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Phil Whitaker




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Big Issue in the North Summer Reading Recommendation

A man boards a train, hoping to see the daughter he has heard nothing from for seven years. As he travels towards his destination, he restlessly revisits the events that blew apart their seemingly perfect world.

With acute insight, sparkling imagination, and vividly arresting prose, Phil Whitaker explores the very best and worst that families can do, and asks: what are the forces that shape us; and, against powerful traumas reverberating down the generations, can true love prevail?

Praise for this Book

‘A propulsive, cathartic tour-de-force – Whitaker's finest work to date.’ —Xan Brooks

Reviews of this Book

‘Brilliant, innovative, gripping, hellish, unbelievable truth. You is driven by honesty, humanity, compassion and love. A guaranteed page-turner. A story of supernatural hope over terrible experience, of understanding and even forgiveness. I won’t say any more. To unpack the magic of this art would spoil You for you.’ —Nick Child, The Alienation Experience

You, by Phil Whitaker, tells the story of a father whose teenage daughter cut him out of her life after he left her mother. Told in flashbacks as he makes his way across the country to meet her for the first time in seven years, unsure if she will turn up at the rendezvous, it is a tale of inherited hurts and modern manipulation. The premise may sound familiar but its execution soars above similar tales, offering the reader an incisive portrayal of family breakdown and the damage caused by a vindictive parent from a father’s point of view.’ —Jackie Law, neverimitate

‘The “you” of Whitaker’s emotionally charged novel is the narrator’s daughter. Stevie Buchanan, fiftysomething art therapist, is a victim of “parental alienation”, a severing of relations between parents and children as a result of marriage or relationship breakdown. In urgently, insistently addressing his daughter, a 21-year-old student, Stevie does the very thing he is prevented from doing in person, as he has been estranged from her for seven years. His desperation fuels flights of imagination in which, together, the pair revisit scenes of family history going back generations to examine the domino effect of traumas that repeat themselves with devastating effect.’ —Jane Housham, The Guardian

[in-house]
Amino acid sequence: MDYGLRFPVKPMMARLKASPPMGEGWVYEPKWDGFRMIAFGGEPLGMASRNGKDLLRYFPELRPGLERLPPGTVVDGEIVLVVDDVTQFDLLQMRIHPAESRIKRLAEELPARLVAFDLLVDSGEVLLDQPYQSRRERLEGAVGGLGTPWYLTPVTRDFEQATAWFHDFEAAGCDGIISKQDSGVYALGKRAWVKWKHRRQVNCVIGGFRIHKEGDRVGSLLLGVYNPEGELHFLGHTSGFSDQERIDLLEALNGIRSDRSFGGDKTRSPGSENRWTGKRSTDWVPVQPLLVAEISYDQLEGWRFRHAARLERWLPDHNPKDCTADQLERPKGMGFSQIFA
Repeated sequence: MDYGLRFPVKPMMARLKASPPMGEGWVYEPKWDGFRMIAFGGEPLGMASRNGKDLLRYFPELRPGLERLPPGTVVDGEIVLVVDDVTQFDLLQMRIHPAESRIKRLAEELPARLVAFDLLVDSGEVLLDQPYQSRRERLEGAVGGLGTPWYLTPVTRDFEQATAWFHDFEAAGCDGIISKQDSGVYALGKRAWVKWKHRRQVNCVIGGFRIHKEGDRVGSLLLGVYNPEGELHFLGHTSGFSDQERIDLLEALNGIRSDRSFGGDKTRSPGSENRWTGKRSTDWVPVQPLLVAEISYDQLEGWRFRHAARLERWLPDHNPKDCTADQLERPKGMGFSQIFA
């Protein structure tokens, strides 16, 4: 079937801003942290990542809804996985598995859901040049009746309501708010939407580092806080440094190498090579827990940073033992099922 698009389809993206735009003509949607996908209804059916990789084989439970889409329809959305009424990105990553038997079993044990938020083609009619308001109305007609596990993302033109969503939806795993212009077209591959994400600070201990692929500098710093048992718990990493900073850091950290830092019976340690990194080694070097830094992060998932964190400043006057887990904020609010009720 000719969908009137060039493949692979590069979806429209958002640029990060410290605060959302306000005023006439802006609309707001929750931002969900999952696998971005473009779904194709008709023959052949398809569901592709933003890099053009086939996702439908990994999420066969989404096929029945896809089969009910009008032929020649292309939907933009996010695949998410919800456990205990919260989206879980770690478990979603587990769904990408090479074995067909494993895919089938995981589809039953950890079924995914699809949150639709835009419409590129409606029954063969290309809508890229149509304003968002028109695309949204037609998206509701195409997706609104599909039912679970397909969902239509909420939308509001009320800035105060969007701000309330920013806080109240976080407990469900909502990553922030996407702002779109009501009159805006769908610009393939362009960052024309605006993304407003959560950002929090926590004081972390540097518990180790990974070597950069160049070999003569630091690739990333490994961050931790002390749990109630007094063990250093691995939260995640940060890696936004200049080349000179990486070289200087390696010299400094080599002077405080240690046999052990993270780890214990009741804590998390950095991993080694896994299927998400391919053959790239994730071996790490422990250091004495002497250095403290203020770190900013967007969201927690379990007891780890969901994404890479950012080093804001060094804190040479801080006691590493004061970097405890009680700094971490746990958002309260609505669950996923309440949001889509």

You can be appreciated on a number of levels. Firstly the language and the writing which is of the highest quality. Whitaker seems to put his prose together effortlessly creating word pictures and word thoughts that stay with you for several pages. Secondly his ability to characterise again seems to be effortless. I’m sure it isn’t! But for the reader it’s the end result that resonates and the characters here, especially Stevie, are real and substantially drawn. Thirdly, and arguably most importantly the theme of this book, parental alienation. If it’s not a term you’re familiar with, take heart. Neither was I. But I am now and how!’ —Gill Chedgey, Nudge Book Magazine

Praise for Previous Work

‘Whitaker is so genuinely inventive.’ —The Spectator

‘Whitaker is clearly a writer to watch’ —Daily Telegraph

‘Whitaker is an intelligent, sympathetic and eloquent writer.’ —Sunday Telegraph

‘Phil Whitaker has gone where no novelist has dared to go before.’ —Marcus Chown

‘Funny, engaging, insightful, and even moving. Masterful.’ —Phil Hammond

‘A wonderful story. if literary thriller means anything it means The Face. Buy at once.’ —Time Out

‘Heart-stopping. The Face is a thriller unlike any I've ever read.’ —Literary Review

‘A clever, beautifully judged piece of writing.’ —Financial Times

‘This novel about two sisters addresses the permanent themes of relationships, loyalty and trust. As one sister, Bridie, leaves her secular Catholic life to become a nun in Africa, and her sister Elodie sets out to look for her when she goes missing, the reader learns of Elodie’s own journey of self-discovery. As she concludes on her return flight: ‘Down there, somewhere, were human beings doing things out of hatred; many others down things out of love. And most, like Bridie and her, contending with the mess and muddle that lies between.’’ —Catholic Herald

‘While maintaining the fast-paced missing-person investigation, Whitaker also manages to weave in a separate timeline of Elodie’s memories of her sister. There are snapshots of their parents’ abusive marriage, an awkward 18th-birthday disco and euphoric experiences watching the electronic dance act Faithless. In these scenes from past lives, the complexities of sisterly strife are presented on a vividly human scale.’ —New Statesman

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